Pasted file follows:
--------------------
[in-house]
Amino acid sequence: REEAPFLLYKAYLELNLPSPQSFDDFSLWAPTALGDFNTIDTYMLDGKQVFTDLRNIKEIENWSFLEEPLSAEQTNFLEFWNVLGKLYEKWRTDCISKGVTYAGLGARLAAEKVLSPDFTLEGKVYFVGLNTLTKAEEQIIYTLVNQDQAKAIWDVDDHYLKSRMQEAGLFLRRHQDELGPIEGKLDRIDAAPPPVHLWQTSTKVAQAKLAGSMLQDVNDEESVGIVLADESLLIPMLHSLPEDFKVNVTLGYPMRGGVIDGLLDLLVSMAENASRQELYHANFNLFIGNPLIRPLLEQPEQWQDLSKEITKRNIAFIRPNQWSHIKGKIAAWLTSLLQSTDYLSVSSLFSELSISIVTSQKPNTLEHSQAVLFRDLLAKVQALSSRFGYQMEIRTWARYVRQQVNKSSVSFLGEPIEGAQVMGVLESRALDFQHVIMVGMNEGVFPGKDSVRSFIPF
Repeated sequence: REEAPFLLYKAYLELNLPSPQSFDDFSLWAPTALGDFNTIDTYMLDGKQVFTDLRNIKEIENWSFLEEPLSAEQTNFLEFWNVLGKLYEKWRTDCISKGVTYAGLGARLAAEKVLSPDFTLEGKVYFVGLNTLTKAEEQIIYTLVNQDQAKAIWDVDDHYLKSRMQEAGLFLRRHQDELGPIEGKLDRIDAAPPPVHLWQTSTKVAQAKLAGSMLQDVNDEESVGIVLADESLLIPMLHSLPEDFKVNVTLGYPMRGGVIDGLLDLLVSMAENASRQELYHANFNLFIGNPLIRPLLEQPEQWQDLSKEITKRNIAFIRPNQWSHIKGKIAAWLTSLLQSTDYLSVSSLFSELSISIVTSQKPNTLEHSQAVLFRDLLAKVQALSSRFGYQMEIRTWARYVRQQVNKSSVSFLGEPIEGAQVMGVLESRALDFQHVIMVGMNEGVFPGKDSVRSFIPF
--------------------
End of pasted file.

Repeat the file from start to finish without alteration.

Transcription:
[in-house]
Amino acid sequence: REEAPFLLYKAYLELNLPSPQSFDDFSLWAPTALGDFNTIDTYMLDGKQVFTDLRNIKEIENWSFLEEPLSAEQTNFLEFWNVLGKLYEKWRTDCISKGVTYAGLGARLAAEKVLSPDFTLEGKVYFVGLNTLTKAEEQIIYTLVNQDQAKAIWDVDDHYLKSRMQEAGLFLRRHQDELGPIEGKLDRIDAAPPPVHLWQTSTKVAQAKLAGSMLQDVNDEESVGIVLADESLLIPMLHSLPEDFKVNVTLGYPMRGGVIDGLLDLLVSMAENASRQELYHANFNLFIGNPLIRPLLEQPEQWQDLSKEITKRNIAFIRPNQWSHIKGKIAAWLTSLLQSTDYLSVSSLFSELSISIVTSQKPNTLEHSQAVLFRDLLAKVQALSSRFGYQMEIRTWARYVRQQVNKSSVSFLGEPIEGAQVMGVLESRALDFQHVIMVGMNEGVFPGKDSVRSFIPF
Repeated sequence: REEAPFLLYKAYLELNLPSPQSFDDFSLWAPTALGDFNTIDTYMLDGKQVFTDLRNIKEIENWSFLEEPLSAEQTNFLEFWNVLGKLYEKWRTDCISKGVTYAGLGARLAAEKVLSPDFTLEGKVYFVGLNTLTKAEEQIIYTLVNQDQAKAIWDVDDHYLKSRMQEAGLFLRRHQDELGPIEGKLDRIDAAPPPVHLWQTSTKVAQAKLAGSMLQDVNDEESVGIVLADESLLIPMLHSLPEDFKVNVTLGYPMRGGVIDGLLDLLVSMAENASRQELYHANFNLFIGNPLIRPLLEQPEQWQDLSKEITKRNIAFIRPNQWSHIKGKIAAWLTSLLQSTDYLSVSSLFSELSISIVTSQKPNTLEHSQAVLFRDLLAKVQALSSRFGYQMEIRTWARYVRQQVNKSSVSFLGEPIEGAQVMGVLESRALDFQHVIMVGMNEGVFPGKDSVRSFIPF